Triggerfish is an award-winning South African animation studio based in Cape Town.
Before working with ERA, its technical infrastructure struggled to keep pace with ever-expanding storage demands. South Africa’s IT industry is primarily focused on banking rather than media, meaning the recommended solutions were often unsuitable for Triggerfish’s incredibly high storage and specific media and entertainment (M&E) requirements.
As such, in the latter stages of making Netflix’s Seal Team, Triggerfish’s co-founder and director James Middleton concluded that it was time to update the company’s storage and server infrastructure with a bespoke media M&E-centric workflow fit for the high-bandwidth and high-performance demands of modern high-end animation.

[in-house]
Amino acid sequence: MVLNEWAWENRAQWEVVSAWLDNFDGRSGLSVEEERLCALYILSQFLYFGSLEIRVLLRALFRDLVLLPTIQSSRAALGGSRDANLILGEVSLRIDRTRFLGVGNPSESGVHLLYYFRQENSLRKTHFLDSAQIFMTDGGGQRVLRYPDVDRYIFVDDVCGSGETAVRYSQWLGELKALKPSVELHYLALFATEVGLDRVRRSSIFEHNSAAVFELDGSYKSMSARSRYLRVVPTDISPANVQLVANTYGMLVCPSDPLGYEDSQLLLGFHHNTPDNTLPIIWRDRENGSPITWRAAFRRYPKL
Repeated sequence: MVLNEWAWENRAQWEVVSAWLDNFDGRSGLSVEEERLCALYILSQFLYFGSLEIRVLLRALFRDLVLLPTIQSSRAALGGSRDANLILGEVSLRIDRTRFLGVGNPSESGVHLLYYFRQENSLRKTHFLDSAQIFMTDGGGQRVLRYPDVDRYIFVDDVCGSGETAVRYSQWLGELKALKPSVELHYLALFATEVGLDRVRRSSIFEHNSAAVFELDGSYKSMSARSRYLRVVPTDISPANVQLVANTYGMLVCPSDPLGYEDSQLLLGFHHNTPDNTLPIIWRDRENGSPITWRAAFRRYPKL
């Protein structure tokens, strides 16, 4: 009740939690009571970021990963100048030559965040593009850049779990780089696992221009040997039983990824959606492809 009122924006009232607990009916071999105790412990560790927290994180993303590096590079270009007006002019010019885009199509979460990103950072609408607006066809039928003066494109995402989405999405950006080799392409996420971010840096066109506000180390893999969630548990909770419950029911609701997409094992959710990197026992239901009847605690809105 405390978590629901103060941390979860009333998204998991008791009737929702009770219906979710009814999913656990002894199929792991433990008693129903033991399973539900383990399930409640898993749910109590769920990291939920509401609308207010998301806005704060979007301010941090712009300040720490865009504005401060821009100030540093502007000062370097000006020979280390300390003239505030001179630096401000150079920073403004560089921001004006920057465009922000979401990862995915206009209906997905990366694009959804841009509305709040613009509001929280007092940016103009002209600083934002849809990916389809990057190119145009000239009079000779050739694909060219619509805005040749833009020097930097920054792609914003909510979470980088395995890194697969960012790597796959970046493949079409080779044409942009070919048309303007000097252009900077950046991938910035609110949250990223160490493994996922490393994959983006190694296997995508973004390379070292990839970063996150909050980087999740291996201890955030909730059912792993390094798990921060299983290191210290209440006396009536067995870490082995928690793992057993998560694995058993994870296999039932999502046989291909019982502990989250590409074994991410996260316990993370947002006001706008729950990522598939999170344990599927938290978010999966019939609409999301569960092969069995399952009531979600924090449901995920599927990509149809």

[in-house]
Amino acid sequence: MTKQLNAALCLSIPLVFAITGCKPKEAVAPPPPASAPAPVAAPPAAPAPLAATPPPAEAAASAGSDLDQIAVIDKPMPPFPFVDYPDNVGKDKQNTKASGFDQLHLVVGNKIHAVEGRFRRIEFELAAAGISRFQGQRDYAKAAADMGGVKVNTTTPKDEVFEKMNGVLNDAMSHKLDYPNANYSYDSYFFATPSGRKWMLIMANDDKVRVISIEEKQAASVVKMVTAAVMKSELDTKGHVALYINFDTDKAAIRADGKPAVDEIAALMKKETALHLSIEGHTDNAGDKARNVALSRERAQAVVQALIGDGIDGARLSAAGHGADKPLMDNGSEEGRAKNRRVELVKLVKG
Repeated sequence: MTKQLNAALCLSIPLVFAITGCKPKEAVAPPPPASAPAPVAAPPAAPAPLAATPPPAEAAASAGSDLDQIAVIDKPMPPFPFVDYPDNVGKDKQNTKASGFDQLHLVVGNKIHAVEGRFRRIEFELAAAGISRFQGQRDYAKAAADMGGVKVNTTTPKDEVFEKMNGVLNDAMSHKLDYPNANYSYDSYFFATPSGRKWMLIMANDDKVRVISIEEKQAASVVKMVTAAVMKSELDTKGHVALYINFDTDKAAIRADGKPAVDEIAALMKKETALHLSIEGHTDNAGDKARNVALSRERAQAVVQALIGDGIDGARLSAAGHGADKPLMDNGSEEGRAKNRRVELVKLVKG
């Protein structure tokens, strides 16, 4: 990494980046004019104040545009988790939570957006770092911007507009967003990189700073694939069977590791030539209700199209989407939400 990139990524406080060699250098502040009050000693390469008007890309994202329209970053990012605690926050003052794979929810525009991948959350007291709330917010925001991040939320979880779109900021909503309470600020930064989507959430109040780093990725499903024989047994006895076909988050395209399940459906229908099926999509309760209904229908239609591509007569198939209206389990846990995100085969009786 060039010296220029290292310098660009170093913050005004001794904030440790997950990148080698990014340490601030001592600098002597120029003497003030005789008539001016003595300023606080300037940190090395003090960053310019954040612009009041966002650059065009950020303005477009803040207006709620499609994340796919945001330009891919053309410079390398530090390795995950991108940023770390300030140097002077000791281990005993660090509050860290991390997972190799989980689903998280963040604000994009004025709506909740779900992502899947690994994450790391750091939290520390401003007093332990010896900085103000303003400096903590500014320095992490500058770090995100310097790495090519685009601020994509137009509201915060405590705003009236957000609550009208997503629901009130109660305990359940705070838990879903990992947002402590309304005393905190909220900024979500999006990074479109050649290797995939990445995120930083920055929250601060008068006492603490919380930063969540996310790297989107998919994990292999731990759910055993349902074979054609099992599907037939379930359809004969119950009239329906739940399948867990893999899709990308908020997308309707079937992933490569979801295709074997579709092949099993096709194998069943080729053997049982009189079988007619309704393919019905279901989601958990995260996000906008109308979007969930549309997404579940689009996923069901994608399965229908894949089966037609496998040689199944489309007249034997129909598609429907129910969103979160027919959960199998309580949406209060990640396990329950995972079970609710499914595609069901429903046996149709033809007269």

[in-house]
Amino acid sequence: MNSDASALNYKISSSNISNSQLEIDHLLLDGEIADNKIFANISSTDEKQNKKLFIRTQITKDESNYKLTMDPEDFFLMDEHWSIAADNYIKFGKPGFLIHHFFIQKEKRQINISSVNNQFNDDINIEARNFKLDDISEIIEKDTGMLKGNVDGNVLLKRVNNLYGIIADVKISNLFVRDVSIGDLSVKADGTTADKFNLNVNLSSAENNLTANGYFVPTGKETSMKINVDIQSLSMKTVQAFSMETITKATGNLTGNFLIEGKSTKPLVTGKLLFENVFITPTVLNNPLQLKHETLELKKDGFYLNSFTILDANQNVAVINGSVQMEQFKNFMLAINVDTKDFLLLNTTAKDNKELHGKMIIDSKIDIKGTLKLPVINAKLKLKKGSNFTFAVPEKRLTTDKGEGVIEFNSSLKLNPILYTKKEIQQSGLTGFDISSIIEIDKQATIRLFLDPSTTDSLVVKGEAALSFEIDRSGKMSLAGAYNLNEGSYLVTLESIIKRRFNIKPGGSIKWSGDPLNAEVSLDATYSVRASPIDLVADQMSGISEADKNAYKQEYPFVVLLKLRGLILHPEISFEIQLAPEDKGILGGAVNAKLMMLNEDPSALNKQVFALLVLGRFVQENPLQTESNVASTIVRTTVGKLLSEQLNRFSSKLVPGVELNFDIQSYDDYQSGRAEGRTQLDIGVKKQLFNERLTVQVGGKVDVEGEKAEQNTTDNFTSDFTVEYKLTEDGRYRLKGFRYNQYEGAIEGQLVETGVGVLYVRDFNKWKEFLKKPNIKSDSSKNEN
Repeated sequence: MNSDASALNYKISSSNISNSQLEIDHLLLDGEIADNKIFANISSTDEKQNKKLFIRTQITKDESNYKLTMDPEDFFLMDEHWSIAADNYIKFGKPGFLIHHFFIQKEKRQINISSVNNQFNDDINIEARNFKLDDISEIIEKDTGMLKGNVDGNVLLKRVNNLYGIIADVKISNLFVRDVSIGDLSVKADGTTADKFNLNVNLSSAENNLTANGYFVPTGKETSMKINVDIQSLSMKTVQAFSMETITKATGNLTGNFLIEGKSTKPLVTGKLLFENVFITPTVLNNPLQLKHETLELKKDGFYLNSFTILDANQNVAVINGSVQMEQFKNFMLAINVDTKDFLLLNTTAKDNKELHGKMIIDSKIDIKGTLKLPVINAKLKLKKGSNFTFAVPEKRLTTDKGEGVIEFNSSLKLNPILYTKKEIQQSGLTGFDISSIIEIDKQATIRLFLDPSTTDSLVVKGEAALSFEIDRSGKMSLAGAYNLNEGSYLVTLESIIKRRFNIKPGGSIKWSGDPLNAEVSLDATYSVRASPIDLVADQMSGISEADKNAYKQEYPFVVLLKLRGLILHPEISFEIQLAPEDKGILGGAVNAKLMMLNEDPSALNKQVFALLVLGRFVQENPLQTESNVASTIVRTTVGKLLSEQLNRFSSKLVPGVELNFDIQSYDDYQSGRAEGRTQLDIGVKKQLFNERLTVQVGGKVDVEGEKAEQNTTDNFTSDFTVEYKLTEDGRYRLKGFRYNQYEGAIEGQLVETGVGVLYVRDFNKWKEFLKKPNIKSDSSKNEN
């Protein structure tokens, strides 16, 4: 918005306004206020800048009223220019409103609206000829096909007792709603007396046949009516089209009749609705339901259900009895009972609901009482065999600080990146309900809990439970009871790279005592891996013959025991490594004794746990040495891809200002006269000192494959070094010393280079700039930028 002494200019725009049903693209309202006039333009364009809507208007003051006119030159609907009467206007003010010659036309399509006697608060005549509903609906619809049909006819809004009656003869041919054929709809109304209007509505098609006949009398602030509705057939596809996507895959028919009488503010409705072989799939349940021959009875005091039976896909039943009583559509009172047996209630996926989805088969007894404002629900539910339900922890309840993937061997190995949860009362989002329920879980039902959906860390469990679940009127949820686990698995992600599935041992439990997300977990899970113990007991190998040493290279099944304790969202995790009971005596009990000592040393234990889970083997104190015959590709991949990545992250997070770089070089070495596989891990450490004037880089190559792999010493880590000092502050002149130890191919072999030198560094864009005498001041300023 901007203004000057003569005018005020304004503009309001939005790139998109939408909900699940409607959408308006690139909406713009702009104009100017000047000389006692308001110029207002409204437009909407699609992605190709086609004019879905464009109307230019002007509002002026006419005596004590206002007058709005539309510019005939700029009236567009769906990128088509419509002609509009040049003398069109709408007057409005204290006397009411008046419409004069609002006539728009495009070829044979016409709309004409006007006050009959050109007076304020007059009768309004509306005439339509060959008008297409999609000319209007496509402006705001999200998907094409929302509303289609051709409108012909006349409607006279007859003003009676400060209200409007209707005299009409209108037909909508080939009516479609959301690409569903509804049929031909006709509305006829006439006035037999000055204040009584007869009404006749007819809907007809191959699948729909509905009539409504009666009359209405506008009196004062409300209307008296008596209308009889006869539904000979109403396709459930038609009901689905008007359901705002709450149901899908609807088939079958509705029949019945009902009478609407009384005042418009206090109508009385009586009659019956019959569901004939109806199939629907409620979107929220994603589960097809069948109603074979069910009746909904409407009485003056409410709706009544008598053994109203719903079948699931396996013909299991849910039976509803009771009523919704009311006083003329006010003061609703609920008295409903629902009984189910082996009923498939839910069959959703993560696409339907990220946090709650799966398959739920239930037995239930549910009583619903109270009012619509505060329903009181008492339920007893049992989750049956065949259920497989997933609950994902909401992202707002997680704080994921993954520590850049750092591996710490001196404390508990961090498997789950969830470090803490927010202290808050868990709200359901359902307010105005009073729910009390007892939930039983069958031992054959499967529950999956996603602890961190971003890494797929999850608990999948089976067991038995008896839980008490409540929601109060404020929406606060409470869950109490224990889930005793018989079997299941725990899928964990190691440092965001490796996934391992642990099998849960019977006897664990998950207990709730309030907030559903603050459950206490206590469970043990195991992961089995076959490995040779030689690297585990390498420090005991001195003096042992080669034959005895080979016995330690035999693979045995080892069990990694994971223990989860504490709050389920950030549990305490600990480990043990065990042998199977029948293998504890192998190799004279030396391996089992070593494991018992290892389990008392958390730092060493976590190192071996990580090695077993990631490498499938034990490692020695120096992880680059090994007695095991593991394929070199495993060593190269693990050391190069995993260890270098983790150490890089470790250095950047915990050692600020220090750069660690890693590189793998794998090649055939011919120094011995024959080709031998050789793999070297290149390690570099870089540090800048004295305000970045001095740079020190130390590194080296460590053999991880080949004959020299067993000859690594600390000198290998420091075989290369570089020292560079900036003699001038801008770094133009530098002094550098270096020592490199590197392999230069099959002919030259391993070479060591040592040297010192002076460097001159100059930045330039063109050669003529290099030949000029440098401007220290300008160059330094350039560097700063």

The production window for an artist working on a 90-minute movie like Seal Team is just over two years, with teams growing over time to reach around 140 artists and workstations and 20 support staff working in the same building.
Although the Triggerfish team might send a 2K, hour-and-a-half project such as this to post-production in files of only a few hundred GB, it can amass some 600 TB of storage from multiple components: assets, versions of assets, scenes, characters, costumes, skin textures — the list goes on. Artists may need to keep the last eight versions of a scene alive to retain the appropriate level of flexibility.
Triggerfish found that this became a challenge in the latter stages of production when workstations and render nodes work even harder to create the final renders of scenes — placing incredible pressure on active storage.
Middleton commented: ‘At the time, we had 570 TB of spinning disc and about 40 TB of solid-state drive (SSD), but we did not have an automatic tiering system. Even though our spinning discs were arranged in a way that gave us quite a lot of performance, we still hit bottlenecks when rendering, causing blockages and downtime. We had software processes that would define the latest versions and put them in an inappropriate folder, but it was never a seamless workaround’.